Go back to that previous experience that I was sharing with you, about receiving that error when you're working in your program. Instead of having to stop your task and find that support resource and contact somebody, imagine for a second that all of a sudden you get a phone call. It's somebody from that company telling you, "We've received an error message. We know that you're experiencing this. We're really sorry about that. Our developers are working on a fix, and we'll let you know as soon as that's resolved." That's a pretty amazing customer experience, in my opinion.

Maria Abbe: That's huge.

Katie Wirka: Yeah. I've actually been able to personally do that in my role here at PrecisionLender. Having worked in customer support for several years in a very reactive role - taking those phone calls, emails, tickets - I can't tell you how much more I enjoy being with an organization that's so proactive. The reaction that I get from somebody when I tell them that we're aware of an issue and they never even thought to contact me is huge. It's great for the client, and it's great for the support specialist. I can tell you firsthand. Another thing I like to point out as an argument for proactive support is if you go back to that situation and you think about receiving that error, how many times have you actually reached out to a company to tell them that you've had an issue?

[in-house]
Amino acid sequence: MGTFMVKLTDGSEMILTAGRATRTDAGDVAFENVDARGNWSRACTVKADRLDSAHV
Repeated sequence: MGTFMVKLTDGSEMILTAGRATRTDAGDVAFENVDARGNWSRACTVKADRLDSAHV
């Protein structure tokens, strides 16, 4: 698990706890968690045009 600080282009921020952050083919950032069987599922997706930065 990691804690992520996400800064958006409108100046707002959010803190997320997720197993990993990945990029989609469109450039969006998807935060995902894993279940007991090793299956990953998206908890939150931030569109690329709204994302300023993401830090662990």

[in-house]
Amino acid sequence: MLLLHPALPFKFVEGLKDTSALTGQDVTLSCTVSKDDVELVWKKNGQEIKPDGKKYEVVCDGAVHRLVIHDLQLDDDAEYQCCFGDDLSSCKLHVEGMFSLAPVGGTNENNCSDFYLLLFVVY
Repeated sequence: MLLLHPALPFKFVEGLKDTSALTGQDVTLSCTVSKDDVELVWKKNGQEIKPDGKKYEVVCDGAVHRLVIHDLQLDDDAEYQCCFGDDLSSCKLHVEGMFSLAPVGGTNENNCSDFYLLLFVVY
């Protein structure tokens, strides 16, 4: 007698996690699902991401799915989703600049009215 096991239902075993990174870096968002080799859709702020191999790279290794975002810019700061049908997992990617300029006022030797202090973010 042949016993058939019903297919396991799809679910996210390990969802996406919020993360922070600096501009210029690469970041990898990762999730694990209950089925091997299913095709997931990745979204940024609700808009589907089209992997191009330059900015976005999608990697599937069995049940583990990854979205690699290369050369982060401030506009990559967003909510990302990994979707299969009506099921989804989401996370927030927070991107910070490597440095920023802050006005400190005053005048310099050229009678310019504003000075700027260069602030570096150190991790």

Maria Abbe: Not many. I usually just wait until it goes away.

Katie Wirka: Right? You just don't do that. Unless it completely impacts my life or my work, I'm not going to reach out. That is somebody who is dissatisfied, somebody who is irritated with your product, and they're not even on your radar. Just because you're not receiving tickets and phone calls does not mean people like your product. It could just mean that they don't have the time to tell you that they've had a bad experience.

Maria Abbe: That's a great point.

Katie Wirka: Another thing with proactive support that's worth taking into account is having feedback within the application. Even if it's a thumbs up/thumbs down, we did well, we didn't do well. It's a simple click of a button. It makes it easy for clients to be able to give you feedback. You're not requiring a lot of their time, and it's one indicator of customer satisfaction where you had zero in other cases.

Maria Abbe: That's great. It seems like with proactive support, you're really putting yourself in the customer's shoes. Which kind of leads us to the second trend, in that organizations are encouraging their staff to be genuinely empathetic when supporting their clients. Why is that so important?

Katie Wirka: That's a good question. I'll start out with a bit of a story. A few years ago, my brother was in med school. I remember him telling me about a decades old study on physician-patient communication that showed that primary care physicians were sued less often, they had less malpractice suits, if they exhibited empathy or had empathetic behavior towards their clients from the get-go. That means that they spent time educating their patients, exhibited humor, laughed, elicited questions, really were human towards their patients.